When a rich young ruler addressed Jesus as, “Good teacher”, Jesus clarified that only God was good, knowing that the full truth was vital for his eternal welfare. At that, the young man changed his greeting to “Teacher”, stopping short of acknowledging Jesus as God, making it possible for him to reject the instructions Jesus then shared with him. If you acknowledge someone as God, it’s not easy to ignore what they say!
Shortly after this meeting, Jesus headed to Jerusalem, welcomed by an adoring crowd as he arrived on a borrowed donkey. Once in Jerusalem, it was late in the afternoon and Jesus went into the Temple. After looking around carefully at everything, he left, returning about 3 km to Bethany for the night with the twelve disciples.
…there is no kingdom without the cross…The next morning Jesus went back to Jerusalem, entered the Temple and began to drive out the people buying and selling animals for sacrifices. He knocked over the tables of the money changers, the chairs of the dove sellers and stopped the Temple being used as a marketplace. Jesus was angry but he was in control. He, the essence of Truth and integrity, stood in stark contrast to the priorities of the temple merchants who were more preoccupied by their commerce than in living out relationships in the way that God prescribed. This was not a rash reaction, but a considered deliberate action which would have dire consequences, not just for him but for all of his followers and for his adoring fans from the previous day. They had been ready and willing to follow him to his kingdom. But Jesus knew what they didn’t – there is no kingdom without the cross.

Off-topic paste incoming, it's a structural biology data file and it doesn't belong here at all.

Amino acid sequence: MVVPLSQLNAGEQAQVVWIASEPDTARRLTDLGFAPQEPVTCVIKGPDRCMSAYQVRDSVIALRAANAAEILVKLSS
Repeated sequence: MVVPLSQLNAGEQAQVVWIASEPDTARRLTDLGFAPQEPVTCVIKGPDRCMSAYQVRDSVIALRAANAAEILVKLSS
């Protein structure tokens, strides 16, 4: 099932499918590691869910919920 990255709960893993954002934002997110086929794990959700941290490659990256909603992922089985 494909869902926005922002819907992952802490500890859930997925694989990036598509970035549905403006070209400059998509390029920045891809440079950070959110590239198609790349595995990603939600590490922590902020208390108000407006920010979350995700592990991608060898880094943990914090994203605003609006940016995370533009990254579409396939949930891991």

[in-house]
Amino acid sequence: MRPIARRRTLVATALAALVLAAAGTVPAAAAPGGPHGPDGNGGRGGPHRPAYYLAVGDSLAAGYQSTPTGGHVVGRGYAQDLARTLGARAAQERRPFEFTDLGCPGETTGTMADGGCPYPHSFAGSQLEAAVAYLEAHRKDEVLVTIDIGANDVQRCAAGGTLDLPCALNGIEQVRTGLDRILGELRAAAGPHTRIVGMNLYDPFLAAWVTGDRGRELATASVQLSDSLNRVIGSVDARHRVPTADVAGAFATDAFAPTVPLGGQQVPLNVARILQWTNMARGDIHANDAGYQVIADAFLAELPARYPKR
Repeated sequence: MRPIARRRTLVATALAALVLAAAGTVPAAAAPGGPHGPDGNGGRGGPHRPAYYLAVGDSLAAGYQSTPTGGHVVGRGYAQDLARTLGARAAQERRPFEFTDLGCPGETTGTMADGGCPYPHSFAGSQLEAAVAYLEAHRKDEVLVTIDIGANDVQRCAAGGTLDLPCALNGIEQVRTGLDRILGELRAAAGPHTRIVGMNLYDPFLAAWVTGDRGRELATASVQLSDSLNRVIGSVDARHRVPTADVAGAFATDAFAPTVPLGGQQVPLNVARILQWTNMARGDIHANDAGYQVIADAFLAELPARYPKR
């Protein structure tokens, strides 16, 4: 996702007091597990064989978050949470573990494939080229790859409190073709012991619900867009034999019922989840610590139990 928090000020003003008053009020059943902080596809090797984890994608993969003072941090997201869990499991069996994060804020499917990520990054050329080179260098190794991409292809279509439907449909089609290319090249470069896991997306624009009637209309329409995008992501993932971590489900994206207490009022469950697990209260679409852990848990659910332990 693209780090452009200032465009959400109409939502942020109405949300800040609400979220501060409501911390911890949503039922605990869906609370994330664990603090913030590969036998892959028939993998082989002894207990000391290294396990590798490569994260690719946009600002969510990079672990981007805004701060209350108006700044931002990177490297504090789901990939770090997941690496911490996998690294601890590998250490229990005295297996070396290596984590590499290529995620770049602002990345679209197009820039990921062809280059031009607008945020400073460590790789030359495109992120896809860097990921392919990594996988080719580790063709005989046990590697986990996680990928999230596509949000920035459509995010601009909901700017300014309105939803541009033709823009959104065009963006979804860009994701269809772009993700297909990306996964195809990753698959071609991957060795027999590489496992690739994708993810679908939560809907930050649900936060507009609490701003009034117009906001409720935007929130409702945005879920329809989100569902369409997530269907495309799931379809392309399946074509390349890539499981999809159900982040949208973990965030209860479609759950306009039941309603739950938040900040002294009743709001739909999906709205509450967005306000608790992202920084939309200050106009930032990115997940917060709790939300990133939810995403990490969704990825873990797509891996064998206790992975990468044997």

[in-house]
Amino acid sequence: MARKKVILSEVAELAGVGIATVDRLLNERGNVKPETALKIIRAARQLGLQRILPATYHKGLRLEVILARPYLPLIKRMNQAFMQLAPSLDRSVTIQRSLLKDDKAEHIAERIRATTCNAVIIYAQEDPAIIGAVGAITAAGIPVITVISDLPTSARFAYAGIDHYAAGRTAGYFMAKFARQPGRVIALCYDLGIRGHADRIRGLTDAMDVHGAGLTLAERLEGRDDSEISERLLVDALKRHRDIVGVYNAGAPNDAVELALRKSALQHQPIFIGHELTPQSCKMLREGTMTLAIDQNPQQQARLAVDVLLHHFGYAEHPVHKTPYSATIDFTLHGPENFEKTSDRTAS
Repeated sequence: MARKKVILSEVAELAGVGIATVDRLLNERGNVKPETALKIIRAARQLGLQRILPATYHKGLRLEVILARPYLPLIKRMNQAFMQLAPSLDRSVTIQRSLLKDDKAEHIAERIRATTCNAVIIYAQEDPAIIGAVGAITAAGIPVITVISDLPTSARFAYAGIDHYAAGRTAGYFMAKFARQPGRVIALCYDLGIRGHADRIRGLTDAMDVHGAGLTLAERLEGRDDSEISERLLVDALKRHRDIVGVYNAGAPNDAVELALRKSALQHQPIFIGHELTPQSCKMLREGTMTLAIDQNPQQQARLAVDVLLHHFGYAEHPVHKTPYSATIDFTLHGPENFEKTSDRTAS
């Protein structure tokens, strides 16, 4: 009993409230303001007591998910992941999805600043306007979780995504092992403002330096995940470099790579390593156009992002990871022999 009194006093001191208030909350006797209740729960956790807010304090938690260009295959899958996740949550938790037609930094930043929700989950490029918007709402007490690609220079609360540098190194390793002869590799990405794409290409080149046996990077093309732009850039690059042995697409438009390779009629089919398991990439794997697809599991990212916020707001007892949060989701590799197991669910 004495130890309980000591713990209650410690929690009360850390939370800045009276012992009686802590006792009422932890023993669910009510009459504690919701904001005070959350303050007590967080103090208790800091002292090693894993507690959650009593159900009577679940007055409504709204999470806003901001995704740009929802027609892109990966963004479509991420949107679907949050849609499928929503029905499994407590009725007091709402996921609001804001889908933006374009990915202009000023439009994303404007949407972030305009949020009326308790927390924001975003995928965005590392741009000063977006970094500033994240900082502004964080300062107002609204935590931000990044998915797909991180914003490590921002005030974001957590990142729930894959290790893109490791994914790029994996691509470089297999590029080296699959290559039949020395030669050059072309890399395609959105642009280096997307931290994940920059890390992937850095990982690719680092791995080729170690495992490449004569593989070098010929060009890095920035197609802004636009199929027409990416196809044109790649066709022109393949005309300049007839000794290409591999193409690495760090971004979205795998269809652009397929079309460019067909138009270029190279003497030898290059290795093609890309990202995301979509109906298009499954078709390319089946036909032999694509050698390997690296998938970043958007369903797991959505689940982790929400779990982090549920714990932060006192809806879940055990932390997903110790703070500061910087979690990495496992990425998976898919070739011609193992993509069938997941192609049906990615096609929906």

When the leading priests and teachers of religious law heard what Jesus had done, they began planning how to kill him. The following day, as Jesus was walking through the Temple area, the leading priests, the teachers of religious law, and the elders approached him and demanded to know by what authority he was doing all these things and who had given him the right to. Jesus answered with a question, “I will tell you by what authority I do these things if you answer one question – did John’s authority to baptize come from heaven, or was it merely human? Answer me!” The religious leaders talked it over among themselves and ended up pragmatically saying they didn’t know. To which Jesus responded, “Then I won’t tell you by what authority I do these things.””
Wisdom demands that we don’t have to work to the world’s agenda.
Paul and Jesus understood the times. They engaged enthusiastically in their culture. But they did not ever compromise on the truth.
Likewise, we must be faithful to guard the treasure of truth that has been entrusted to us. 2 Timothy 1:14
Taking care to “Speak the truth in love”. Ephesians 4:14-15
If you are wise and understand God’s ways, prove it by living an honourable life, doing good works with the humility that comes from wisdom. James 3:13